Ecclesiastes focus is different from Job I think - in the sense that life is meaningless, and in conclusion (my life theme verse for now), "The end of the matter; all has been heard. Fear God and keep his commandments, for this is the whole duty of man. For God will bring every deed into judgment, including every hidden thing, whether it is good or evil." (Ecc 12:13-14)

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  10. Job's theme of life is absurd, seen from:

    1. God bet with sata for the response of Job when peril strikes...

    2. God provides no answer to Job , even till the end,,,

    3. although Job is given many folds in return,,but how about those children who had died...fair to them?

    conclusion: yes , bible overall theme is hope, and this is very positive...but this is slightly shallower thought compared to that of wisdom literature...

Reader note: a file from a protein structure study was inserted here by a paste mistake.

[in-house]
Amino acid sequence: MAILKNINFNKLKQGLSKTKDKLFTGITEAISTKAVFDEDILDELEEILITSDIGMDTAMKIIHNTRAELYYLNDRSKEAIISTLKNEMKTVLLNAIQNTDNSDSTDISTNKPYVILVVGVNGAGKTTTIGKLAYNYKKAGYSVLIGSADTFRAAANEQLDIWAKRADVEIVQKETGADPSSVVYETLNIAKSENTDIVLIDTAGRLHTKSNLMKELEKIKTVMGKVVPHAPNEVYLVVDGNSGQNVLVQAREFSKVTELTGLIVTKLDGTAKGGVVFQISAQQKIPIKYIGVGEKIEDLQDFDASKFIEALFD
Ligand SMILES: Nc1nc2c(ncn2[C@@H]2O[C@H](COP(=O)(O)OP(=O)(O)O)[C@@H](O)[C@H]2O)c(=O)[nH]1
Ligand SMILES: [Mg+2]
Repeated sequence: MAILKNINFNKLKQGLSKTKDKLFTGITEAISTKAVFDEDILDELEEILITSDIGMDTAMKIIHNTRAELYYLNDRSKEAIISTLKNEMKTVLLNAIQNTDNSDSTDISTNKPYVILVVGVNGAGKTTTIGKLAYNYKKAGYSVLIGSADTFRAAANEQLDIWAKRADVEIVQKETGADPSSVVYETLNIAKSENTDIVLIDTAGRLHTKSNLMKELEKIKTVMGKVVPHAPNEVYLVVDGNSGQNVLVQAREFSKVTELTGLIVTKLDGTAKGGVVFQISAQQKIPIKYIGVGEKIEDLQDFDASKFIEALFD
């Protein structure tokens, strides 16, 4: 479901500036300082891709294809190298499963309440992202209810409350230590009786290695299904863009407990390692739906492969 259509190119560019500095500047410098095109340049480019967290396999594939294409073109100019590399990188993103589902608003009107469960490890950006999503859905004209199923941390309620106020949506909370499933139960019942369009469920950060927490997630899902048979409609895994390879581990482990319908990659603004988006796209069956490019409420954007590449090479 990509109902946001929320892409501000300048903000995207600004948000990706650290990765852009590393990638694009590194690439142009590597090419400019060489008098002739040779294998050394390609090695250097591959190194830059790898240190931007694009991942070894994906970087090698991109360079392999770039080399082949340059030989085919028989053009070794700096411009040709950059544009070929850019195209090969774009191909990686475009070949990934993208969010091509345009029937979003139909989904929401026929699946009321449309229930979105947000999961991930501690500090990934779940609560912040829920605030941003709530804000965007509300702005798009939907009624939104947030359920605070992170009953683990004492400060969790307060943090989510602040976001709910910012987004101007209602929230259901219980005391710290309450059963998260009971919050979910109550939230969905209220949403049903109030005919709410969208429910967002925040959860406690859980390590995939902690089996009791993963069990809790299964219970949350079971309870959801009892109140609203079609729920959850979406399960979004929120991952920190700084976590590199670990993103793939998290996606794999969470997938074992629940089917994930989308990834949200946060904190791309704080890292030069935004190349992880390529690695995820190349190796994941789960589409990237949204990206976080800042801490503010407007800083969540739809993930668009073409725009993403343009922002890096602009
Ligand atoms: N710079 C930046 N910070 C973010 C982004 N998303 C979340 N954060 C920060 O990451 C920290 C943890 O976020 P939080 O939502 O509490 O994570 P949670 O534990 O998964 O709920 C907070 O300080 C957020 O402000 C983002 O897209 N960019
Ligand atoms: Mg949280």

to know that life is absurd, sufferrings is absurd, would elevate us into higher perspective of "being in the world".

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  11. I see where you are coming from Sceptics.. there is an absurdity in the story when you consider that a sovereign God would be interacting with Satan in that way. In a sense more questions are presented than answered.

    And whether Job is historical or not I think that there are lessons to be learned about the nature of suffering and what our response should be towards those in pain.